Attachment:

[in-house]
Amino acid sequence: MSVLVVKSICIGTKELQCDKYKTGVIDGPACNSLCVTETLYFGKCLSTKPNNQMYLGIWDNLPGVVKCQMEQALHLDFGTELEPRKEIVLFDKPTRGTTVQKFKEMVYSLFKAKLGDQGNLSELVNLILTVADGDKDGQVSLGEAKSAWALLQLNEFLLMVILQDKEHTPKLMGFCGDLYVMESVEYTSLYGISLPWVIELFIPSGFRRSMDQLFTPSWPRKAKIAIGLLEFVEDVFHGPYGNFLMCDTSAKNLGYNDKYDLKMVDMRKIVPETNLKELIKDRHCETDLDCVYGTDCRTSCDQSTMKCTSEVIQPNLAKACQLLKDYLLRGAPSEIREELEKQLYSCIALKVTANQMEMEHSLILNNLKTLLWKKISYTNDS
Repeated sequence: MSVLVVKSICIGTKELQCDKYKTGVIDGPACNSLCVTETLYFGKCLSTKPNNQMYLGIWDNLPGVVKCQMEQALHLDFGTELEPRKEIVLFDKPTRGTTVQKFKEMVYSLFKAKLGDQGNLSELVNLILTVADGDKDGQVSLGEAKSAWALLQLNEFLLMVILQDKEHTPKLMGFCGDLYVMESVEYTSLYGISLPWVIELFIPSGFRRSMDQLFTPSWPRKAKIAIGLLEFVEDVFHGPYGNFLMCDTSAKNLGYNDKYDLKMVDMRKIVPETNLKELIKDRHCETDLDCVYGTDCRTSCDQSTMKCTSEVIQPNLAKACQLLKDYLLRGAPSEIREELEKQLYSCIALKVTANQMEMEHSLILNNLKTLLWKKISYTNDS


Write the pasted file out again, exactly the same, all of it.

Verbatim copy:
[in-house]
Amino acid sequence: MSVLVVKSICIGTKELQCDKYKTGVIDGPACNSLCVTETLYFGKCLSTKPNNQMYLGIWDNLPGVVKCQMEQALHLDFGTELEPRKEIVLFDKPTRGTTVQKFKEMVYSLFKAKLGDQGNLSELVNLILTVADGDKDGQVSLGEAKSAWALLQLNEFLLMVILQDKEHTPKLMGFCGDLYVMESVEYTSLYGISLPWVIELFIPSGFRRSMDQLFTPSWPRKAKIAIGLLEFVEDVFHGPYGNFLMCDTSAKNLGYNDKYDLKMVDMRKIVPETNLKELIKDRHCETDLDCVYGTDCRTSCDQSTMKCTSEVIQPNLAKACQLLKDYLLRGAPSEIREELEKQLYSCIALKVTANQMEMEHSLILNNLKTLLWKKISYTNDS
Repeated sequence: MSVLVVKSICIGTKELQCDKYKTGVIDGPACNSLCVTETLYFGKCLSTKPNNQMYLGIWDNLPGVVKCQMEQALHLDFGTELEPRKEIVLFDKPTRGTTVQKFKEMVYSLFKAKLGDQGNLSELVNLILTVADGDKDGQVSLGEAKSAWALLQLNEFLLMVILQDKEHTPKLMGFCGDLYVMESVEYTSLYGISLPWVIELFIPSGFRRSMDQLFTPSWPRKAKIAIGLLEFVEDVFHGPYGNFLMCDTSAKNLGYNDKYDLKMVDMRKIVPETNLKELIKDRHCETDLDCVYGTDCRTSCDQSTMKCTSEVIQPNLAKACQLLKDYLLRGAPSEIREELEKQLYSCIALKVTANQMEMEHSLILNNLKTLLWKKISYTNDS